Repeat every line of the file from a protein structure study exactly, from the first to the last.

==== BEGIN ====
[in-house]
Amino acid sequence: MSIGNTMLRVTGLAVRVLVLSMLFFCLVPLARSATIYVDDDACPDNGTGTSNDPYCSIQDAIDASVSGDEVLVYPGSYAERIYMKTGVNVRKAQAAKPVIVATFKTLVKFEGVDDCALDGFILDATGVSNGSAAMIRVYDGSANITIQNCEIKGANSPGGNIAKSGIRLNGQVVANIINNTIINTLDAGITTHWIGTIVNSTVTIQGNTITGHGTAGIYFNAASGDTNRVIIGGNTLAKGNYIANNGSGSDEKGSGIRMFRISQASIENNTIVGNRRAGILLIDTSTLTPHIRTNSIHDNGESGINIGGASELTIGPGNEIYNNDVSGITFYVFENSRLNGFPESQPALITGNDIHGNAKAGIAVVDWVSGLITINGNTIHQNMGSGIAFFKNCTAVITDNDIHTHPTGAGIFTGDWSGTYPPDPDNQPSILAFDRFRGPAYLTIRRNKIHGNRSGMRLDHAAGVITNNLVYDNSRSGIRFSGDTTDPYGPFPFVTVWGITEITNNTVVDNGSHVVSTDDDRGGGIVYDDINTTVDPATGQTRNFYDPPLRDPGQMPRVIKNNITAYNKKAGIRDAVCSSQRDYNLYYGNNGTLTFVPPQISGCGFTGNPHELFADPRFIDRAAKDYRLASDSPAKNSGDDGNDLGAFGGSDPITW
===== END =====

[in-house]
Amino acid sequence: MSIGNTMLRVTGLAVRVLVLSMLFFCLVPLARSATIYVDDDACPDNGTGTSNDPYCSIQDAIDASVSGDEVLVYPGSYAERIYMKTGVNVRKAQAAKPVIVATFKTLVKFEGVDDCALDGFILDATGVSNGSAAMIRVYDGSANITIQNCEIKGANSPGGNIAKSGIRLNGQVVANIINNTIINTLDAGITTHWIGTIVNSTVTIQGNTITGHGTAGIYFNAASGDTNRVIIGGNTLAKGNYIANNGSGSDEKGSGIRMFRISQASIENNTIVGNRRAGILLIDTSTLTPHIRTNSIHDNGESGINIGGASELTIGPGNEIYNNDVSGITFYVFENSRLNGFPESQPALITGNDIHGNAKAGIAVVDWVSGLITINGNTIHQNMGSGIAFFKNCTAVITDNDIHTHPTGAGIFTGDWSGTYPPDPDNQPSILAFDRFRGPAYLTIRRNKIHGNRSGMRLDHAAGVITNNLVYDNSRSGIRFSGDTTDPYGPFPFVTVWGITEITNNTVVDNGSHVVSTDDDRGGGIVYDDINTTVDPATGQTRNFYDPPLRDPGQMPRVIKNNITAYNKKAGIRDAVCSSQRDYNLYYGNNGTLTFVPPQISGCGFTGNPHELFADPRFIDRAAKDYRLASDSPAKNSGDDGNDLGAFGGSDPITW